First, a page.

“I see Arctic development as a potentially tremendous opportunity for the people of the region to escape poverty and for the Arctic states to diversify their energy and natural resources, enhance their energy security and decrease their reliance on sea lanes with chokepoints vulnerable to terrorism and piracy,” said Zellen.
An ongoing concern of many indigenous groups in the region is environmental degradation. In some instances, local populations have seemed prescient in their decision to stop lucrative development projects that did not have sufficient environmental safeguards in place.
“After the Exxon Valdez disaster, the Inuvialuit of the Western Arctic, fearful that an even greater catastrophe might unfold if there were an offshore oil drilling accident in the pristine Arctic waters, used their new tools of empowerment to derail the oil industry’s effort to commence offshore development,” said Zellen. “The Inuvialuit did their homework and realized twenty years ago that the oil companies did not have a plan in place if there was a deepwater offshore oil well blowout.”
“Regrettably, our own government let down its guard as it encouraged more and more deepwater offshore drilling over the horizon and out of sight – leading to the recent deepwater blowout at BP’s well in the Gulf,” said Zellen.
The Inuit’s model of balancing natural resource development with environmental preservation is one that will hopefully protect the Arctic region in the coming years.
“The Arctic is one of the world’s great treasures, home to creatures that might otherwise exist only in myth such as the polar bear, the muskox and unique marine creatures like the beluga whale and the narwhal,” said Zellen. “Going forward, ensuring the survival of these creatures is an important goal for all of the Arctic states, for the indigenous peoples who subsistence diets require them and for the modern states, which are more committed to preserving the world’s biological diversity than in past centuries.”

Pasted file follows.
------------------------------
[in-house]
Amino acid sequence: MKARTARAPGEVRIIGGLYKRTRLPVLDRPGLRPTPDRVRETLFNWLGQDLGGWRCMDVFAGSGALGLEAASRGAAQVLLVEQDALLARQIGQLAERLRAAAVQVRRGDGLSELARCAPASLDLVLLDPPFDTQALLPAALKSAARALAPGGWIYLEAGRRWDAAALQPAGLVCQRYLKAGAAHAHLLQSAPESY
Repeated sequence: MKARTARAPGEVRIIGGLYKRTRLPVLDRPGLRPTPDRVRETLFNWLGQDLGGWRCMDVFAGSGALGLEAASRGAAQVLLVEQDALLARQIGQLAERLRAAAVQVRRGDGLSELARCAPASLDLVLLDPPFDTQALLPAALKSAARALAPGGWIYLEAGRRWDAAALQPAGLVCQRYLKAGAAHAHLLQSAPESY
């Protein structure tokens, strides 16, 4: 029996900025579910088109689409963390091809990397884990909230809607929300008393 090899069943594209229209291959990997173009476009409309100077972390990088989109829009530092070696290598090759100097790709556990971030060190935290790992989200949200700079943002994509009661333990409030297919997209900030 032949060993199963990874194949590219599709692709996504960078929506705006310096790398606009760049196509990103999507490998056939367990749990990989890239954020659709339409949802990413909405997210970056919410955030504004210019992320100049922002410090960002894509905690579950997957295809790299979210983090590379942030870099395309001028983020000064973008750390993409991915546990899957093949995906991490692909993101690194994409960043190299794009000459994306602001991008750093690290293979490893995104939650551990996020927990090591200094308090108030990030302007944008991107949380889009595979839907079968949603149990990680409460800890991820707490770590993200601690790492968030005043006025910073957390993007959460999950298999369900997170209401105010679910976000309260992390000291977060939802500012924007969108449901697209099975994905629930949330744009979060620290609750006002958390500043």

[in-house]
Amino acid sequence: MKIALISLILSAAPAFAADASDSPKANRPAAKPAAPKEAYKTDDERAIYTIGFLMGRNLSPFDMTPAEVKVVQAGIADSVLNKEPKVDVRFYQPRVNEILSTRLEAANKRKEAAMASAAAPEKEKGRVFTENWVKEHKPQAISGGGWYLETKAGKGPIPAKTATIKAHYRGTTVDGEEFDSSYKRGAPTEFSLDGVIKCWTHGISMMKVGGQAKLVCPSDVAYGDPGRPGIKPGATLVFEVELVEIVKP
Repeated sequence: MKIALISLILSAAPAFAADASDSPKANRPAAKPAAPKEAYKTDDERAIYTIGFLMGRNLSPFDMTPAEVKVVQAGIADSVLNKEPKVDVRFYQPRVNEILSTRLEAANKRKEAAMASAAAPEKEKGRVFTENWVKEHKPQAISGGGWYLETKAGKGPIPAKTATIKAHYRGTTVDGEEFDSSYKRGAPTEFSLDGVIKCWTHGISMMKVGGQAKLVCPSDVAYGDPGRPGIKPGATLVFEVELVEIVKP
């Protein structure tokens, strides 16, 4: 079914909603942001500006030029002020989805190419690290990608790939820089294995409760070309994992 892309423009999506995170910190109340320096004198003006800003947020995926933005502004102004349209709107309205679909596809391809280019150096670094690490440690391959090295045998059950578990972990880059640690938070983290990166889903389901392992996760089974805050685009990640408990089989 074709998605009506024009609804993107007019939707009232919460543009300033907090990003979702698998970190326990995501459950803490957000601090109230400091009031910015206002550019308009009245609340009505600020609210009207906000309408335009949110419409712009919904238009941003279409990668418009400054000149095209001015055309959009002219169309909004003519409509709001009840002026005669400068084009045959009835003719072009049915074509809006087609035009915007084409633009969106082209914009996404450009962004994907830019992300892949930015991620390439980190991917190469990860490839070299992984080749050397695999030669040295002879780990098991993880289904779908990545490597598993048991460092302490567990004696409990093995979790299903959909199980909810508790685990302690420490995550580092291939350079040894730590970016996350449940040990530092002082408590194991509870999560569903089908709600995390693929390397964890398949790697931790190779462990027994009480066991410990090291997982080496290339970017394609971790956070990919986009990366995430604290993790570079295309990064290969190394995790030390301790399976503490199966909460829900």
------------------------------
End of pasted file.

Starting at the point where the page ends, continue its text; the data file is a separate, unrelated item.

As the region continues to grow in strategic importance, how development is managed will become critical. So far, old rivalries have been put aside in favor of mutually beneficial partnerships.
“Last April the Norwegians and the Russians resolved their offshore border dispute, putting their joint economic interests before their traditional strategic competition dating back to before the Cold War era,” said Zellen. “And the U.S. and Canada appear to be now agreeing to disagree over the status of the Northwest Passage - Ottawa views it as internal waterways while we view it as high seas - and have been mapping the Arctic seabed together, even in the face of their lingering disagreements.”
With development continuing, the Arctic nations will face increasing challenges, potential conflict and opportunities for mutually beneficial cooperation. Experts like Zellen, can help lead the way in guiding policy along the tempestuous Arctic waters.